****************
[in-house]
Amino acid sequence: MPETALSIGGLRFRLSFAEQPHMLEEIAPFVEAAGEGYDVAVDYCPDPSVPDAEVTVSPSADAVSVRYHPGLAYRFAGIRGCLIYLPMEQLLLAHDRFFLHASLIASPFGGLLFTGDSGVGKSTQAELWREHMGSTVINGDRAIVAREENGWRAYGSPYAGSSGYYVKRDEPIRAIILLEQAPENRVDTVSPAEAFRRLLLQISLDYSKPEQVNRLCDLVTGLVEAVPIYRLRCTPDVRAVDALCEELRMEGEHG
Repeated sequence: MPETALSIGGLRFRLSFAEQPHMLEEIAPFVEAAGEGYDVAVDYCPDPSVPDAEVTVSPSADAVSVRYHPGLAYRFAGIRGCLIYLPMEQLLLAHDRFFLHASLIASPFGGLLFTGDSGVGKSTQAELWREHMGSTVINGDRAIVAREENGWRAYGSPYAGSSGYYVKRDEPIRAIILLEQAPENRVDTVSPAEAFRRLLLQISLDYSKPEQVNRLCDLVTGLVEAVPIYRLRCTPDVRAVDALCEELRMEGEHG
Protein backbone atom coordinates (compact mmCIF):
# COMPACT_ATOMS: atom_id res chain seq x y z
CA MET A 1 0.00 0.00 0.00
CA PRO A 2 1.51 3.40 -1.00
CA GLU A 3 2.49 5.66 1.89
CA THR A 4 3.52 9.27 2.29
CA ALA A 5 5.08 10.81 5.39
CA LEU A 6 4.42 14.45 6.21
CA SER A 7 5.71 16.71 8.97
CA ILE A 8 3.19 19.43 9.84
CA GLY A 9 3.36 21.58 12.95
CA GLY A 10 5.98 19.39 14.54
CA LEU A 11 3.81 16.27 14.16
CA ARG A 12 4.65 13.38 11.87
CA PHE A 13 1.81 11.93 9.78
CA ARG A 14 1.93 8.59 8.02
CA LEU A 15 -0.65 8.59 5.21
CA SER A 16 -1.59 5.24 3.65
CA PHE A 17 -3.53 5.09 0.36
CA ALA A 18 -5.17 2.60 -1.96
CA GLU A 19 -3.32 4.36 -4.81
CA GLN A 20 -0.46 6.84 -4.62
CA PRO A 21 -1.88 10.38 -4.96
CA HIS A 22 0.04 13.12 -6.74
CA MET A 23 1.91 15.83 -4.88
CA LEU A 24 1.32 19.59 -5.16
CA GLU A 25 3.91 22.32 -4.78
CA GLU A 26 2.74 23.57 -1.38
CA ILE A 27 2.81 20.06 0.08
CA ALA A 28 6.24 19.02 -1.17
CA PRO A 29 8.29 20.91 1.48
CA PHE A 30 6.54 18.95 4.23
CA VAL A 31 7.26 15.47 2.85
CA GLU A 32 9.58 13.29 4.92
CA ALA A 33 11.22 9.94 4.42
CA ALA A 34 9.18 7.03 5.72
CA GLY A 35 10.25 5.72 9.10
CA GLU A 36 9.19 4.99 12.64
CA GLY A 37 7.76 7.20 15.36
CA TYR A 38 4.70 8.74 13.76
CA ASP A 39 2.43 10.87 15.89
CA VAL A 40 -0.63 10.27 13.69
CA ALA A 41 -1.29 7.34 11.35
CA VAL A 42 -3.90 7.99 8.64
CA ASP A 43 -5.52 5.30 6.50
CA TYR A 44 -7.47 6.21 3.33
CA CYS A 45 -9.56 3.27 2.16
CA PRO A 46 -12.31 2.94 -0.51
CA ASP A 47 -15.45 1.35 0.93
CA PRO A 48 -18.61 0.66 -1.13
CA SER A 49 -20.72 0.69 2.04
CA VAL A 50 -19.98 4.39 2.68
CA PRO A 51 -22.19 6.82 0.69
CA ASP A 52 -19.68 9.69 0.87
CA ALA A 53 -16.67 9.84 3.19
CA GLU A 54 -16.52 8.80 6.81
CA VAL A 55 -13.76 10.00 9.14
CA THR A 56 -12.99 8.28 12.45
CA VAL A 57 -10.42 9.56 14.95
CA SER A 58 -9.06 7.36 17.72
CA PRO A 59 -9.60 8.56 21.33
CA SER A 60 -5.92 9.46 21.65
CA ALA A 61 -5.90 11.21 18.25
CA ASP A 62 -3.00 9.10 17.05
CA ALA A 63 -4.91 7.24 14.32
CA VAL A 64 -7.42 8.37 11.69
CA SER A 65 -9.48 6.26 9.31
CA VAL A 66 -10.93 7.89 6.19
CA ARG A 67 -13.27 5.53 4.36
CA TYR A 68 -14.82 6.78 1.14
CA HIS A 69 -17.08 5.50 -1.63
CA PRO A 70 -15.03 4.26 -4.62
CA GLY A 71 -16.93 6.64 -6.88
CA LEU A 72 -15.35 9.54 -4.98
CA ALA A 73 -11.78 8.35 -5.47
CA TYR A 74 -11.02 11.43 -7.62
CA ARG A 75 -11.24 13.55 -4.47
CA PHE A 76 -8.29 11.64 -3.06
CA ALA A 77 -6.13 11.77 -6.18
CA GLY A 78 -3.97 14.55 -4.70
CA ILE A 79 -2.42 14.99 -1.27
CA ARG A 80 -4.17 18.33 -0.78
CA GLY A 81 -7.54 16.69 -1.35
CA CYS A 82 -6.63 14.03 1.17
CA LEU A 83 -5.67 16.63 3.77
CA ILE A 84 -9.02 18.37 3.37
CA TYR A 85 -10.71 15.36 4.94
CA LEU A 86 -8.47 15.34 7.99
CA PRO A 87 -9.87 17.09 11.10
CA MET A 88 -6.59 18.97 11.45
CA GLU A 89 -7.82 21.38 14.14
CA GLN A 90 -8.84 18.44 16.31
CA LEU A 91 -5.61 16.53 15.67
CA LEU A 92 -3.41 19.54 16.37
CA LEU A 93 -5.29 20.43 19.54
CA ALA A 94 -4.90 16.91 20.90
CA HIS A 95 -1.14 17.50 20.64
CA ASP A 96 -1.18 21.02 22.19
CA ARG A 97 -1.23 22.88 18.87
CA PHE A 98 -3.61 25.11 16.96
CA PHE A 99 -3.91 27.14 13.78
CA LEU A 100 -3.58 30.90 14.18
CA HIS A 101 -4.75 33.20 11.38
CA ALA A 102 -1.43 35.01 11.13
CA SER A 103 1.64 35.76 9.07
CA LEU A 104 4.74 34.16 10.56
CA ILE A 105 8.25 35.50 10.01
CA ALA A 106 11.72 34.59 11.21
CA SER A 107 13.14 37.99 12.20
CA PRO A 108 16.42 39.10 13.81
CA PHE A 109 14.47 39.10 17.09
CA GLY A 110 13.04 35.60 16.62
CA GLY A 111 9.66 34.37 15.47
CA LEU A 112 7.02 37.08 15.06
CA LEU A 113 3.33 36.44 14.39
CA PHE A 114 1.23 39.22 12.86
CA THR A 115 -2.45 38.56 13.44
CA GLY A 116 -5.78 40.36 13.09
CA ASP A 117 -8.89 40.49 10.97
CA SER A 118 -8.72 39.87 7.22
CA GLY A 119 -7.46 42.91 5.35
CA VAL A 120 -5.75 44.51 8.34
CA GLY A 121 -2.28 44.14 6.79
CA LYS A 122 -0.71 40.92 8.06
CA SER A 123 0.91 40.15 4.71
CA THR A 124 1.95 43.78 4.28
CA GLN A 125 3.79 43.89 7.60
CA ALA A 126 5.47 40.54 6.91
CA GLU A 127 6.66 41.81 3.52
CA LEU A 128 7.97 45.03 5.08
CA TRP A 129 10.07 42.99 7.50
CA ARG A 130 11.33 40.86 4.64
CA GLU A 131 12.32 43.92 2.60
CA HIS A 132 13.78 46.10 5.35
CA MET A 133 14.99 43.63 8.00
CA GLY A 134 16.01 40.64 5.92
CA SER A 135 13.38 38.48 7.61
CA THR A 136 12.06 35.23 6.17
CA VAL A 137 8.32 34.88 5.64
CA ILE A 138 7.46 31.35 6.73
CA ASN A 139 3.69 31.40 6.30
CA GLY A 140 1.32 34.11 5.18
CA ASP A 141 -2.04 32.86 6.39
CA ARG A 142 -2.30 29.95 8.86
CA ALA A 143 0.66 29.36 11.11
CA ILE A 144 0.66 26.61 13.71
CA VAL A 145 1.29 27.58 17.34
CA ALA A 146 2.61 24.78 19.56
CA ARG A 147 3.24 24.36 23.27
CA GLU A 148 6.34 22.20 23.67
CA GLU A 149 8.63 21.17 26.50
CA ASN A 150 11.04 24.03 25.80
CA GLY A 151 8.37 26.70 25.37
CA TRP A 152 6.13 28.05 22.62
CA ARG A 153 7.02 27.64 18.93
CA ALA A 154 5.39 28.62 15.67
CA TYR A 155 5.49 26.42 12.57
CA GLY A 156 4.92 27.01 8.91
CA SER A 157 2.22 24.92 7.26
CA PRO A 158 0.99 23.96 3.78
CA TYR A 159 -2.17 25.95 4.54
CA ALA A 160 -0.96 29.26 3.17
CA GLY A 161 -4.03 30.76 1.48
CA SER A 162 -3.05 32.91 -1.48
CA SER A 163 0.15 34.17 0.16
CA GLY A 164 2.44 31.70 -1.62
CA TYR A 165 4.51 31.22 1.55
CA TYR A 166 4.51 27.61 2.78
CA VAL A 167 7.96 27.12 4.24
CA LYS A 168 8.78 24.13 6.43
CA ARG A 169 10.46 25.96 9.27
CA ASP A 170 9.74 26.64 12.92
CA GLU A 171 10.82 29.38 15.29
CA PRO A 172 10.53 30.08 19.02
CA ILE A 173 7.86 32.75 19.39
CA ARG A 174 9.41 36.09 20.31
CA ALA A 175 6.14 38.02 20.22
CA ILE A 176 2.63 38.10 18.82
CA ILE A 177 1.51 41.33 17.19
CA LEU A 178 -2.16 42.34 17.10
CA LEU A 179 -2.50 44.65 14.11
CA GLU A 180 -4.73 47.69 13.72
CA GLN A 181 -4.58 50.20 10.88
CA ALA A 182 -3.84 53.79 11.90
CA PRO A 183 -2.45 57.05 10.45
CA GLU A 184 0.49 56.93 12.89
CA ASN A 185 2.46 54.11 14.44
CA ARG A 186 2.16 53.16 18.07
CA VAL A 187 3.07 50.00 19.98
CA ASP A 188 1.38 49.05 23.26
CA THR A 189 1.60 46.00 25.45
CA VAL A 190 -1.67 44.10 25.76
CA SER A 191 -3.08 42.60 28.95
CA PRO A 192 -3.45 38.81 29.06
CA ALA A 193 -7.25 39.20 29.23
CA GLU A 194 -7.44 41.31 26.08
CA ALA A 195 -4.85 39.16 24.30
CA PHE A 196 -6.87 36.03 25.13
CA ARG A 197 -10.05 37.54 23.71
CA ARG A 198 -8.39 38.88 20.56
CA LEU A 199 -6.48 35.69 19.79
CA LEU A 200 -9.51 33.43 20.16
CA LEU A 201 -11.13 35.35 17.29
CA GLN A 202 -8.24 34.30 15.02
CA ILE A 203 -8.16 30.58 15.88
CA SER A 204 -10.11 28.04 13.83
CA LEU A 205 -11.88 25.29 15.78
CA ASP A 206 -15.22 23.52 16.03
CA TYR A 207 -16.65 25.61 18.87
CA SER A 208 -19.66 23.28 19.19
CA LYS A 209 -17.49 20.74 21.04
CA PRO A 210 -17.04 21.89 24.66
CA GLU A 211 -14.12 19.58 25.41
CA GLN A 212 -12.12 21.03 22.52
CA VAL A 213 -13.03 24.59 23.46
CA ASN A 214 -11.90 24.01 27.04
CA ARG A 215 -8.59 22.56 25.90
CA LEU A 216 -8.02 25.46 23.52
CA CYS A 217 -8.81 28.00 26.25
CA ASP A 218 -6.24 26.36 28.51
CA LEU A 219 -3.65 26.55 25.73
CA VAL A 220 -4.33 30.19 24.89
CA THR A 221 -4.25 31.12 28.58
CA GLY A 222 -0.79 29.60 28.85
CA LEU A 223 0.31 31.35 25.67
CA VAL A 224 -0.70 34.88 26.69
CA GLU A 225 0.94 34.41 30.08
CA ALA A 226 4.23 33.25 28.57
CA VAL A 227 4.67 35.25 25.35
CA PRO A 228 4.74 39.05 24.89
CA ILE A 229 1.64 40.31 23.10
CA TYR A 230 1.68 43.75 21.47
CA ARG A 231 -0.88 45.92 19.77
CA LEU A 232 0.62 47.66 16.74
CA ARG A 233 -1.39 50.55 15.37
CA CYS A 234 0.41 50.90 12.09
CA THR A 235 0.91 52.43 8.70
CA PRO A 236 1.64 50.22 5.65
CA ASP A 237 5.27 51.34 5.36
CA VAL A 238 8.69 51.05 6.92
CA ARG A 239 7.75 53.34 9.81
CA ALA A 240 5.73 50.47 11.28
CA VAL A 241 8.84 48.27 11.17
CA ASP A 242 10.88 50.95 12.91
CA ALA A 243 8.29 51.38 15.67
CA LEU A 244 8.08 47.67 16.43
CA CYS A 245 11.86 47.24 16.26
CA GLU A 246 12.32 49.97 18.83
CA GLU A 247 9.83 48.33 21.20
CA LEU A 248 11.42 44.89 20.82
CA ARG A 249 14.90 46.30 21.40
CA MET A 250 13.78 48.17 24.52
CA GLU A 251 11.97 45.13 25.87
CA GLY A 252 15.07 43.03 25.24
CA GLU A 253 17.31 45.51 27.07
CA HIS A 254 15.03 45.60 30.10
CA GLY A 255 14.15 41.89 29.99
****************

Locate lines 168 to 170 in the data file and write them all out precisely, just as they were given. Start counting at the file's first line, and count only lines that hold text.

CA SER A 163 0.15 34.17 0.16
CA GLY A 164 2.44 31.70 -1.62
CA TYR A 165 4.51 31.22 1.55